By Lynda Arakawa
Advertiser Capitol Bureau
The state Judiciary will not ask the Legislature for pay raises for judges this biennium, but the system that determines judicial salaries must be improved, Chief Justice Ronald Moon said yesterday.
In his State of the Judiciary speech in the Senate chamber, Moon said the Judicial Salary Commission will order an independent study to identify a "more timely and objective mechanism for determining judicial salary adjustments."
|Chief Justice Ronald Moon addressed state senators yesterday.
Deborah Booker The Honolulu Advertiser
The states judges last year were given pay raises of 22 percent over two years. Salaries now range from $100,761 for District Court judges to $116,779 for the chief justice of the state Supreme Court. The raises were the first increase in judges pay in a decade.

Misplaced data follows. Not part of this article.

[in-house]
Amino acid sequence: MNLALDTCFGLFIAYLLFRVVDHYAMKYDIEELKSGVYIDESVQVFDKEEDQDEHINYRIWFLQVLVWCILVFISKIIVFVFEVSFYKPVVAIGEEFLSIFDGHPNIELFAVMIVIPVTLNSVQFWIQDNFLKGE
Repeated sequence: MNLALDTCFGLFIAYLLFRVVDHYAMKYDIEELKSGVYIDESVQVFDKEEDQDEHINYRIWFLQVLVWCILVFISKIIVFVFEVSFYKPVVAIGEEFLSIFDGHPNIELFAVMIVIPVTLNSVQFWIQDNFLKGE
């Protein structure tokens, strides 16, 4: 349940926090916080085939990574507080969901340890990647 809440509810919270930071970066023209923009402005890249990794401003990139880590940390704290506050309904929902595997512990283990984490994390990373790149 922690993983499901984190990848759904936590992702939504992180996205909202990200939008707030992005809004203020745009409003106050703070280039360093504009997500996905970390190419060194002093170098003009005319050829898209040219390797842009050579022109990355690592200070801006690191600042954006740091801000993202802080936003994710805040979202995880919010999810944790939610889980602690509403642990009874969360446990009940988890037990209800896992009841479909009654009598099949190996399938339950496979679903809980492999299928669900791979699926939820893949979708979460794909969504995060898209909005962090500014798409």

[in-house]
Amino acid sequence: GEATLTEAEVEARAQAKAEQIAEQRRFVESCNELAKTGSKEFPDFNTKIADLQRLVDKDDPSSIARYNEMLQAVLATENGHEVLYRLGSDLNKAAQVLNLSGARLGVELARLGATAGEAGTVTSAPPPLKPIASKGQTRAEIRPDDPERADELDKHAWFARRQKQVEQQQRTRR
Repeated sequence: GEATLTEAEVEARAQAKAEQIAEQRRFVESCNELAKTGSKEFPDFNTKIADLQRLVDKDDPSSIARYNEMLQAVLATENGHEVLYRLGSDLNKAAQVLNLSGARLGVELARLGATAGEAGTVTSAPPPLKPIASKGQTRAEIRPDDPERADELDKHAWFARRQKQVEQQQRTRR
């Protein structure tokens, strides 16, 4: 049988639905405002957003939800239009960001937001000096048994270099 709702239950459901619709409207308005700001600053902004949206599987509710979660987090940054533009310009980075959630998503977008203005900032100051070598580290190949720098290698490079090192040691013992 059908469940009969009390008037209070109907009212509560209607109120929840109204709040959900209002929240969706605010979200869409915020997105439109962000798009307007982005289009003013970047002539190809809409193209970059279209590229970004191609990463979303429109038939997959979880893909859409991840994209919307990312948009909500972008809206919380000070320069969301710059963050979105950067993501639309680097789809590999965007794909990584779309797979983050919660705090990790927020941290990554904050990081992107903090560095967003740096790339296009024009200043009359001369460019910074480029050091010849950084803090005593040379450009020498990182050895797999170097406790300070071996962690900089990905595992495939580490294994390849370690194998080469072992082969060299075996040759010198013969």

Moon also spoke of reforms and programs the Judiciary has begun, such as the Hawaii Drug Court program, which allows offenders to avoid prison by successfully competing drug treatment.
The Drug Court program on Oahu alone saves taxpayers up to $800,000 a year, he said.
"The life-affirming qualities of the program are evident in the number of drug court graduates who have successfully confronted their addiction-related issues, found jobs, returned to school, reunited their families, regained custody of their children and re-entered their communities as productive, law-abiding citizens," Moon said.
He said the Maui Drug Court program was established last summer, a Juvenile Drug Court on Oahu begins in March, and the Judiciary is planning Drug Court programs for the Big Island and Kauai.
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